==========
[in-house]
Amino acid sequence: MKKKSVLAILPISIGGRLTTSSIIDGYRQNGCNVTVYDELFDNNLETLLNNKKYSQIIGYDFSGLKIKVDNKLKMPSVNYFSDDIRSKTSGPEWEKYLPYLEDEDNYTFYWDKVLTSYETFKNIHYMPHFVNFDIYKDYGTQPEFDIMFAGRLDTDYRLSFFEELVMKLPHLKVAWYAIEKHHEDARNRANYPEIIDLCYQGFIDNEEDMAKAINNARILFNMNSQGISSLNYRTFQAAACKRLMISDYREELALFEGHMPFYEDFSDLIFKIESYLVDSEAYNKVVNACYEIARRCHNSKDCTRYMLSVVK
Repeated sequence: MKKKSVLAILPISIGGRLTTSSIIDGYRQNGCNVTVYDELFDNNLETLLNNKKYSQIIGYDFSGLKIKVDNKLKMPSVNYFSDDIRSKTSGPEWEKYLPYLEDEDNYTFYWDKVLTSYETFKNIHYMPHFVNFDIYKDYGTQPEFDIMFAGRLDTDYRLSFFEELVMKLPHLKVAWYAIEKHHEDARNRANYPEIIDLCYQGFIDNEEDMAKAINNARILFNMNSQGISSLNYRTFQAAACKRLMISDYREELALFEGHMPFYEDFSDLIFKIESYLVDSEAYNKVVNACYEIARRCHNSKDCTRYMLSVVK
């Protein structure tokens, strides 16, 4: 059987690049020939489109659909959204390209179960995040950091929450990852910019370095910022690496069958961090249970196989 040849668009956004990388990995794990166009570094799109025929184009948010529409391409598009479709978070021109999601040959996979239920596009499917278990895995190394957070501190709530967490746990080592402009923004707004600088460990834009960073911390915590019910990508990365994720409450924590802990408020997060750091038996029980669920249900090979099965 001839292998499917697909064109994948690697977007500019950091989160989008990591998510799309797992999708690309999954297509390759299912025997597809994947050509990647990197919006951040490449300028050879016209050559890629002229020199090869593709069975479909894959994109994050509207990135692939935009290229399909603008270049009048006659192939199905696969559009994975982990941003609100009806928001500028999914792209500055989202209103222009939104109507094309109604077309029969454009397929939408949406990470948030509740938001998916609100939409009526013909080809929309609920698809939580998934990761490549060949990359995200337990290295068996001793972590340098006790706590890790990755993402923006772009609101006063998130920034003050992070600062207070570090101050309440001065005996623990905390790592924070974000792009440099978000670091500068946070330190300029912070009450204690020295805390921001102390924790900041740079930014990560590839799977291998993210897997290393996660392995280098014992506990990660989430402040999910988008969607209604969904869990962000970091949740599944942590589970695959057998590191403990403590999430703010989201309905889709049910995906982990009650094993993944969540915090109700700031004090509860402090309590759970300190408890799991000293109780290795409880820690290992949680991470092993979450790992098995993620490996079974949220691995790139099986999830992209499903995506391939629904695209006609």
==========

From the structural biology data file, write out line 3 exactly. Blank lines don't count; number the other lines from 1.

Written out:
Repeated sequence: MKKKSVLAILPISIGGRLTTSSIIDGYRQNGCNVTVYDELFDNNLETLLNNKKYSQIIGYDFSGLKIKVDNKLKMPSVNYFSDDIRSKTSGPEWEKYLPYLEDEDNYTFYWDKVLTSYETFKNIHYMPHFVNFDIYKDYGTQPEFDIMFAGRLDTDYRLSFFEELVMKLPHLKVAWYAIEKHHEDARNRANYPEIIDLCYQGFIDNEEDMAKAINNARILFNMNSQGISSLNYRTFQAAACKRLMISDYREELALFEGHMPFYEDFSDLIFKIESYLVDSEAYNKVVNACYEIARRCHNSKDCTRYMLSVVK